The Lion's Tale

What there is to learn from billionaires

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What there is to learn from billionaires

Warren Buffet and Charlie Munger answer questions from the audience at the Berkshire Hathaway Annual Shareholder's Meeting.

Warren Buffet and Charlie Munger answer questions from the audience at the Berkshire Hathaway Annual Shareholder's Meeting.

photo by Jessica Gallo

Warren Buffet and Charlie Munger answer questions from the audience at the Berkshire Hathaway Annual Shareholder's Meeting.

photo by Jessica Gallo

photo by Jessica Gallo

Warren Buffet and Charlie Munger answer questions from the audience at the Berkshire Hathaway Annual Shareholder's Meeting.

Jessica Gallo

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This past weekend my dad and I woke up at 3 a.m. and flew to Omaha, Neb. to attend Warren Buffett’s annual shareholders meeting. It was the most educational and inspiring weekend of my life.

Growing up, a large chunk of the things I’d talk about with my dad revolved around money: how to make more of it, how to save it, and how to invest it. So, unsurprisingly, I took interest in it. After my dad came home from the meeting last year, he spent multiple dinners explaining to me everything he learned and convincing me to go next year. So I did, and I learned a lot of information that I feel every high schooler should know: how to make money and invest it the right way to make even more of it.

The general structure of the meeting was pretty simple. Buffett and his partner Charlie Munger sat at a table on the stage at the front of the stadium. Reporters stationed at tables on both sides of the stage picked questions that attendees submitted prior to the meeting, and there were green screens around the stadium where people stood up and asked their questions in real time. The answers to all those questions majorly enhanced my knowledge on investing.

My dad and I just so happened to get very good seats. We had the last public seats next to the section where all the managers and CEOs of the companies within Berkshire Hathaway sat. It was a very empowering feeling to be sitting so close to the people that run some of the biggest companies in America.

Buffett and Munger answered over 50 questions on the spot throughout the course of the seven-and-a-half-hour meeting. Given that they are 88 and 95 years old respectively, I, as well as my father and pretty much everyone else in the stadium, was very much impressed with the way they spoke to the crowd, with both glowing intelligence and a true passion for what they do.

One of the most significant things Buffett talked about that really stuck with me was the value and gift of delayed patience; being able to be content with your decisions and not expect things to happen instantly. Delayed patience, in his opinion, is one of the most important qualities an investor can have. Buffett emphasized multiple times throughout the day the importance of taking an action, such as buying a stock and being able to wait long periods of time for it to come of something good, such as larger amounts of money.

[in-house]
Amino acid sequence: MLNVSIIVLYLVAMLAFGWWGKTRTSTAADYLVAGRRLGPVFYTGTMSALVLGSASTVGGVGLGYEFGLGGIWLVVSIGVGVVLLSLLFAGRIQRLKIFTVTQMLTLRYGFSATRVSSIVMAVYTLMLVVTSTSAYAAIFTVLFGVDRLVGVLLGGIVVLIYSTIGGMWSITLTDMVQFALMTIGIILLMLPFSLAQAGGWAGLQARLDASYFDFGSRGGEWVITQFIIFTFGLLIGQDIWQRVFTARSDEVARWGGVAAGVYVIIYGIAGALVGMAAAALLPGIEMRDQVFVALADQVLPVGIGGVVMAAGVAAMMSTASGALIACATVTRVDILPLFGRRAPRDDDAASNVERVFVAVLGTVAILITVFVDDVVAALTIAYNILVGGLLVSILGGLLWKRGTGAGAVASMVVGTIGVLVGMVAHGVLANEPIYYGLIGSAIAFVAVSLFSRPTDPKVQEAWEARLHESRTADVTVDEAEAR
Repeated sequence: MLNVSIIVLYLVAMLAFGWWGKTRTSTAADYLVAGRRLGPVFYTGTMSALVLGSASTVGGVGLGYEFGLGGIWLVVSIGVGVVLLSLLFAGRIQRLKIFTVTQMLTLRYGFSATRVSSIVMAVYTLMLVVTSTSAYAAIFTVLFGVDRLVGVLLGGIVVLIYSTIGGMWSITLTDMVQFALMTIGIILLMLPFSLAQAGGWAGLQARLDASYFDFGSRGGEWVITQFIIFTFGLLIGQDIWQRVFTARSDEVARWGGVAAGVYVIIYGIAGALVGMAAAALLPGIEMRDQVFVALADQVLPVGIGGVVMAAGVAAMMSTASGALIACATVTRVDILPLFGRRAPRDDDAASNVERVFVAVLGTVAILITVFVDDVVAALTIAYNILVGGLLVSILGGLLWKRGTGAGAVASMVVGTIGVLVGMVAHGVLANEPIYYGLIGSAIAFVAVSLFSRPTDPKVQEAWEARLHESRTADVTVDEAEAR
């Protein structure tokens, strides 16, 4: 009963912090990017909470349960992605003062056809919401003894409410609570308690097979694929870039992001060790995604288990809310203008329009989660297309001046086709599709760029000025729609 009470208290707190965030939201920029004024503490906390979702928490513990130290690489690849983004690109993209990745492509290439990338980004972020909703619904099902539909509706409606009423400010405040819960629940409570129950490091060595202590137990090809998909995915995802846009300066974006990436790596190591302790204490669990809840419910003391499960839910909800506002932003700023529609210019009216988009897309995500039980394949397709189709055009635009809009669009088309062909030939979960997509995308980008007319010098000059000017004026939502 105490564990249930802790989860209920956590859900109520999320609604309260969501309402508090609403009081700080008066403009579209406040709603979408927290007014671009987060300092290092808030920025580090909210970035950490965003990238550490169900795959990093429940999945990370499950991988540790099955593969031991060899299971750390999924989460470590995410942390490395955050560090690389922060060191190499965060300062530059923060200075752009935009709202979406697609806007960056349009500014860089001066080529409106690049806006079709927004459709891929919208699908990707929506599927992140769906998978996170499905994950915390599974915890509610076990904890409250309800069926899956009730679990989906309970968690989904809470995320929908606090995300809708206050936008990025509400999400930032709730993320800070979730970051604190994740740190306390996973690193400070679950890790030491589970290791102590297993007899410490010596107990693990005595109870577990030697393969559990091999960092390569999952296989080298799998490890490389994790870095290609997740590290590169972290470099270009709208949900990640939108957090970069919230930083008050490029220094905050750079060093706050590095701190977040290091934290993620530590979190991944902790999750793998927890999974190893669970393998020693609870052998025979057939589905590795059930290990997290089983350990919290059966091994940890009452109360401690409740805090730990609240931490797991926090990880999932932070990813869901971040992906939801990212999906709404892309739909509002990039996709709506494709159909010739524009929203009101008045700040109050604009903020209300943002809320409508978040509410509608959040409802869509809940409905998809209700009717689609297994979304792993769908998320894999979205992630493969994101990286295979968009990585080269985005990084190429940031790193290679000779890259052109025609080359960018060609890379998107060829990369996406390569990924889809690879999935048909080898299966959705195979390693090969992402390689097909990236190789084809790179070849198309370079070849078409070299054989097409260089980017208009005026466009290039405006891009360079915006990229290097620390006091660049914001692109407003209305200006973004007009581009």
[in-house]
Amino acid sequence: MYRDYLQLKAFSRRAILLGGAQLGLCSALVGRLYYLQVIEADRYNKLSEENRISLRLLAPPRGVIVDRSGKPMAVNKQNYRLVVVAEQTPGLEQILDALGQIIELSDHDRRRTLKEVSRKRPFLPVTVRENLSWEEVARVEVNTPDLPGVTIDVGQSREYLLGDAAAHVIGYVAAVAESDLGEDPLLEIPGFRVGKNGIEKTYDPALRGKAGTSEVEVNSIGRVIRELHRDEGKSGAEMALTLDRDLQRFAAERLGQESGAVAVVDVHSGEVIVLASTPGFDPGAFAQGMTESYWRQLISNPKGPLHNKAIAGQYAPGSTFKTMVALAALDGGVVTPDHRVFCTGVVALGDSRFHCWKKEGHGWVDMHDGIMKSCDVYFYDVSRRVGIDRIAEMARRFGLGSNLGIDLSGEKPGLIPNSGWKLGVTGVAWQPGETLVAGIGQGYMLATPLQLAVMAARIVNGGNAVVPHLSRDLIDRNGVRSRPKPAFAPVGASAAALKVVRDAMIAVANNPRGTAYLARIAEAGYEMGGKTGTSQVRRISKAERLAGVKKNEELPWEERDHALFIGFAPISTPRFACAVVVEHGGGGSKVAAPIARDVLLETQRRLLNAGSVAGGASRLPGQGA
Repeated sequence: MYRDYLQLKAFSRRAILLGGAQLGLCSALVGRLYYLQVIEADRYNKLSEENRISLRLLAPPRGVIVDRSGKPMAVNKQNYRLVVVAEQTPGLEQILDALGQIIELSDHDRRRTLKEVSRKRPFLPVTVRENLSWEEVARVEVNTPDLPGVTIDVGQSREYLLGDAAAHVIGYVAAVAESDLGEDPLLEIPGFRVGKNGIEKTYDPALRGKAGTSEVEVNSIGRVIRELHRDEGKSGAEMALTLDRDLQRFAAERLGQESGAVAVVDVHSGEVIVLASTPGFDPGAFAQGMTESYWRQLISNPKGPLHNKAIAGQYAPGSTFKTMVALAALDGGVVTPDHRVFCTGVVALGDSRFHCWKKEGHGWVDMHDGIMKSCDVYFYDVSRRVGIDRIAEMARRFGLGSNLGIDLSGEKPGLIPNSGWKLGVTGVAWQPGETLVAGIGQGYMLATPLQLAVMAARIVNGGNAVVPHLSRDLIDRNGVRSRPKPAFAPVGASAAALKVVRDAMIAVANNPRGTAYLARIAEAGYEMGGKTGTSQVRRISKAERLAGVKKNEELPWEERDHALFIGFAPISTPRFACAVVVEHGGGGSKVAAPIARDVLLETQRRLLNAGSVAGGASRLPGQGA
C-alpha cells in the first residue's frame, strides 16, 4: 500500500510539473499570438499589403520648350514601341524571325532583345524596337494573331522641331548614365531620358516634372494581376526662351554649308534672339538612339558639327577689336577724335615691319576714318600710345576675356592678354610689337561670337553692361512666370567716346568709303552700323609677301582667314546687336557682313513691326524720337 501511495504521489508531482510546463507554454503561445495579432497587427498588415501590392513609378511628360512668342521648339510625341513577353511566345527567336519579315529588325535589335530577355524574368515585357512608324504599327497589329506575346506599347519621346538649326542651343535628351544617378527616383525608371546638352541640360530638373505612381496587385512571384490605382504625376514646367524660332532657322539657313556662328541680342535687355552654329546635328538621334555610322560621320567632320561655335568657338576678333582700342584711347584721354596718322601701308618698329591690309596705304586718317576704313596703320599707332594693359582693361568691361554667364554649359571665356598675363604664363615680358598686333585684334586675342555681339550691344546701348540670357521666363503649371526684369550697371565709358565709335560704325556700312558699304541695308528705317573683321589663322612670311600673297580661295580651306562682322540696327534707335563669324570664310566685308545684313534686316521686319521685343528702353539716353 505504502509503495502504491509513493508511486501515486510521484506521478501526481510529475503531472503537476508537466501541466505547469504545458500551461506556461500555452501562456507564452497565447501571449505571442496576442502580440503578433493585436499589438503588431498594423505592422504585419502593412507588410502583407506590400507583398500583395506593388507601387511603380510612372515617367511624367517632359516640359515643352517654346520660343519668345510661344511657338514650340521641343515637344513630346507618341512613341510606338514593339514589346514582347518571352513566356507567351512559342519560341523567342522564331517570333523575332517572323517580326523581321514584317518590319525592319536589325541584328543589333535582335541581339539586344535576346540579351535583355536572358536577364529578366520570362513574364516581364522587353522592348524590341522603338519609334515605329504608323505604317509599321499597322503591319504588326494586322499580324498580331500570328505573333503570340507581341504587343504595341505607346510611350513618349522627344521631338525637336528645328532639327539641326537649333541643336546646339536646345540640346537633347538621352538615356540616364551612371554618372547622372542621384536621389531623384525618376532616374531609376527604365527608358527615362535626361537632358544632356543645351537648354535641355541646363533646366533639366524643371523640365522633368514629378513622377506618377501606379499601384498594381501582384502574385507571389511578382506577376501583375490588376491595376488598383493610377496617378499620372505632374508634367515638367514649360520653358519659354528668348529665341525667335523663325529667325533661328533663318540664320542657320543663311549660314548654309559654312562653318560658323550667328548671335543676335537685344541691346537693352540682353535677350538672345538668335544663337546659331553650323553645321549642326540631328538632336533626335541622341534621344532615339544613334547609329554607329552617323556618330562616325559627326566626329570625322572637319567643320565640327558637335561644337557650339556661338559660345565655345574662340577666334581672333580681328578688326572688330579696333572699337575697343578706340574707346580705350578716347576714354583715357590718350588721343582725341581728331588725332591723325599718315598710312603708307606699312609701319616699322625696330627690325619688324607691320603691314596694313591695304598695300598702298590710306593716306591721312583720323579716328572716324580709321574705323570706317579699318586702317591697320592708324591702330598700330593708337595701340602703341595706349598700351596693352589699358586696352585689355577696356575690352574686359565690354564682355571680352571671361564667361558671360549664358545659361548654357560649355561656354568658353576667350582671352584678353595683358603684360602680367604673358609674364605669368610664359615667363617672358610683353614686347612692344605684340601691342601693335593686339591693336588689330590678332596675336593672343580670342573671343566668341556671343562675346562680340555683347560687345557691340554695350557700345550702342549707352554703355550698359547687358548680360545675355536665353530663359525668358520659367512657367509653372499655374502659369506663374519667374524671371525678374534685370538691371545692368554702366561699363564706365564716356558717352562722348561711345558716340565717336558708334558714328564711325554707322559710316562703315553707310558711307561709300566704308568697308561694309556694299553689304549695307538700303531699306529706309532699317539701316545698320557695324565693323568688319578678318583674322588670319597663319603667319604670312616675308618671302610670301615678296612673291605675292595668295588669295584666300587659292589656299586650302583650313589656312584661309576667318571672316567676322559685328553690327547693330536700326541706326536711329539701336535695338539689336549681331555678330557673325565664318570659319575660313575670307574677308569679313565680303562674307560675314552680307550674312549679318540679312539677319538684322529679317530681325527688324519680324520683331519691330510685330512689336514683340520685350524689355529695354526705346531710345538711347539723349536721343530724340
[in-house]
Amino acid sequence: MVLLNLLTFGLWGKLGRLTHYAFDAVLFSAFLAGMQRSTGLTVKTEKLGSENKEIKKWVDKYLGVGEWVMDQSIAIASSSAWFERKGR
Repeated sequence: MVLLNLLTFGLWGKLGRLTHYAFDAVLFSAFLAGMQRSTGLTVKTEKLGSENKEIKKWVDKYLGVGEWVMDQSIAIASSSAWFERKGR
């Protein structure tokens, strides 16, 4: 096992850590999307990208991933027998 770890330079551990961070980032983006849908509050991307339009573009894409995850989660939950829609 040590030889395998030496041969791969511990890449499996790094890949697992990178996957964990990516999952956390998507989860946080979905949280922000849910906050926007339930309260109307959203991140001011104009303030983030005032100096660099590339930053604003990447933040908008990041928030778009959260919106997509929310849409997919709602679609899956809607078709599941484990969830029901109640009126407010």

When thinking about buying, selling and investing, the key that he shared with the 50,000 plus people in the stadium was not just buying low and selling high, which, yes, is a fundamental component. Being able to buy low takes a lot of waiting and patience until the stock is at a low enough price where it would actually be worth buying. I feel this applies to more than just stocks and should be something all teenagers learn, as it will only benefit their future selves.

However, he explained how selling should not be out of panic if a company isn’t doing well. When companies do well, their stock price rises, but when something happens and the company goes through a rough patch, depending on the company, people tend to sell for as low as they can out of panic that they would be losing too much money, which is not the right way to sell in Buffett’s opinion.

Before this meeting, I would tend to overlook patience and the benefits of not always needing things instantly, like most people my age. I honestly never saw the value of buying a stock just to wait multiple years to make money off of it because, just like most people I know, I like my results to be pretty immediate. However, Buffett said and was able to demonstrate multiple times how instant results are not the case when it comes to money growth. Now having been through the meeting itself, I now better understand the value in waiting and genuinely think that all people could benefit both financially and morally from it and couldn’t see why anyone would choose not to wait when it would only be to their advantage.

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